Author Interview: Holly Cave

I was extremely excited to have taken part in the blog tour for Holly Cave's debut novel, The Memory Chamber, at the start of the month. The Memory Chamber was a novel that was just that little bit different to my usual choice of reading, but I can safely say that it is an early contender for one of my favourite books of 2018. I devoured this book and I have become a firm fan of Holly's (Plus she has the best name ever...)
I was thrilled to have been given the opportunity to interview Holly for my blog and naturally I had LOTS of questions about her fantastic debut and - very importantly - when we will get the opportunity to read more of her wonderful work...

Hello Holly, a massive, bookish welcome to Bookaholic Confessions! Thank you so much for taking part in this interview. Please could you kick things off by introducing yourself?

Hi Holly, and thanks so much for having me on your fab blog! Many things about my life feel, frankly, quite unbelievable to me. Somehow, I’m 35, married, and mummy to a little boy and a dog. I’m not at all sure how that happened. I live in Bedford and when I’m not writing or looking after any of the aforementioned members of my family, you’ll find me reading or practising yoga.

I absolutely LOVED your debut novel, The Memory Chamber (released 22nd Feb with Quercus). Please could you tell us a little bit about it?

Thank you! The Memory Chamber is set in a London not that different to the one we see today, except that the profession of our main character, Isobel, is to create artificial heavens for people. By identifying and arranging her clients’ favourite memories, she can ensure they’ll have the perfect afterlife… or can she? As the story opens, we see Isobel falling in love with one of her new, terminally-ill clients, Jarek. This brief but passionate relationship will go on to make her question everything she knows, as Jarek’s wife is found dead and she embarks on a battle to prove him innocent.

One of my favourite things about The Memory Chamber was the fascinating concept behind it. How did you come up with the idea that people would one day be able to create their own ‘heaven’?

I’d been thinking for several months that I wanted to write a story that dealt with memory and identity in a speculative fiction setting – what might one day be possible? Then, one day, I was walking my dog in the fields. It was a gorgeous autumn day, the sun was shining, and I was picking blackberries from the hedgerows. I found myself thinking ‘this is heaven’. And by the end of that walk, I had the character of Isobel and the idea that she could design heavens for people using their memories.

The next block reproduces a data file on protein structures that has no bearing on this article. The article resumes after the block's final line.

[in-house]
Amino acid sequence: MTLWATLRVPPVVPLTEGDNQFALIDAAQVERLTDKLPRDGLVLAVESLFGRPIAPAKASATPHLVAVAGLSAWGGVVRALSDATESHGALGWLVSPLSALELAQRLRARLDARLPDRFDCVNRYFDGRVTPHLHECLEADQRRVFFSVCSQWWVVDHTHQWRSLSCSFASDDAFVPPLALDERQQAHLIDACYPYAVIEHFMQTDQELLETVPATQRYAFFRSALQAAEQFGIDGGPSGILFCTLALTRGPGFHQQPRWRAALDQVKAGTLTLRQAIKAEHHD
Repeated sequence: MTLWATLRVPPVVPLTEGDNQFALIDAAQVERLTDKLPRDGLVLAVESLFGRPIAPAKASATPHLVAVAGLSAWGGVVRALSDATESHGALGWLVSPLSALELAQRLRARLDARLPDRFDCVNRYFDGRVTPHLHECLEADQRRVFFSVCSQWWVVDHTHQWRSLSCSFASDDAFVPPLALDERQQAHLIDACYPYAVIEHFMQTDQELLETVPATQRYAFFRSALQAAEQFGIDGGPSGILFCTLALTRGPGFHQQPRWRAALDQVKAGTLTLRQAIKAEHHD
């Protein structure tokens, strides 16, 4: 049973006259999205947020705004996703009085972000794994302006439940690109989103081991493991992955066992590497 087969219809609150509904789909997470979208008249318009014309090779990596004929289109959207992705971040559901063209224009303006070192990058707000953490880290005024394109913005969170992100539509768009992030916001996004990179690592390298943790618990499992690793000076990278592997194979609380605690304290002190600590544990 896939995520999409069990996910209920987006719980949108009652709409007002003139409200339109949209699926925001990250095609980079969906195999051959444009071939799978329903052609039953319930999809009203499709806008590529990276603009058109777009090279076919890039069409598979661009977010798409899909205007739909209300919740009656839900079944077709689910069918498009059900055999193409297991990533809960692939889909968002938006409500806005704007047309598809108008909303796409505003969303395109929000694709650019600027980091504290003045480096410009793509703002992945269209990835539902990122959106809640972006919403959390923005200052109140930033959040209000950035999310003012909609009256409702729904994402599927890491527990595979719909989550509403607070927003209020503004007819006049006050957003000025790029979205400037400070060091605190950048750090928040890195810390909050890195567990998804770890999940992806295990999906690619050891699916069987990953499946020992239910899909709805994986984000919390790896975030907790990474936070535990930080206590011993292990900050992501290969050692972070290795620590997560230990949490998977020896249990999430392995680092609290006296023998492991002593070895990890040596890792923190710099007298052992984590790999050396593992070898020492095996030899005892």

How did you go about doing any relevant research for the novel?

Many of the ideas in the book are based on real research and theories – because I’m a science writer by trade, I’m used to doing this kind of digging! I did a lot of research into the science of memories and consciousness by reading articles and chatting to scientists. I didn’t want the book to be ‘science-y’ and I think to do that, you have to completely understand and believe in the concept. Only then can it fall comfortably into the background and you can write about it in a light-fingered way, which I hope I did.

How long did it take you to write The Memory Chamber?

I started writing it in Spring 2015 and it came quite quickly. I finished it during NaNoWriMo that October (which I would highly recommend to any writers trying to nail that first draft). But I’d spent several months thinking about it before starting to write, and then the inevitable edits with my agent and editor followed.

How does it feel to have your debut novel released into the big, wide world?

Phenomenal and phenomenally scary. I never dared dream it might happen and yet here I am. And as wonderful as it is, I think being a debut author is an existential test. Putting yourself and your writing out there is at once terrifying and empowering.

If you were creating your own Heaven, do you have any special memories that you would want included?

I would drive Isobel crazy, because I have the most terrible memory! But memories of the people I’ve loved and lost, and the places I’ve visited would form most of it. Now I’ve had my son, I really don’t know how I’d choose which moments to ‘keep’ forever because every day is so precious. But I’d have to feature the simple pleasures of picking blackberries on autumn walks in the sunshine, and curled up on the sofa, surrounded by candles, with a good book!

What has been your favourite read of 2018 so far?

I think it must be Chloe Benjamin’s The Immortalists. The writing is to die for, and it asks the ultimate of ‘what if’ question: How would you choose to live your life if you knew when you would die?

And finally, what are you up to at the moment?

I’ve just finished the first draft of my next book, and I’m still not quite at the stage where I can describe it effectively! The same day I sent it off to my editor, I opened a brand-new notebook and started sketching out my ideas for the next one. Hello, my name is Holly and I’m a writeaholic.

A HUGE thank you to Holly for taking the time to to answer my questions. 


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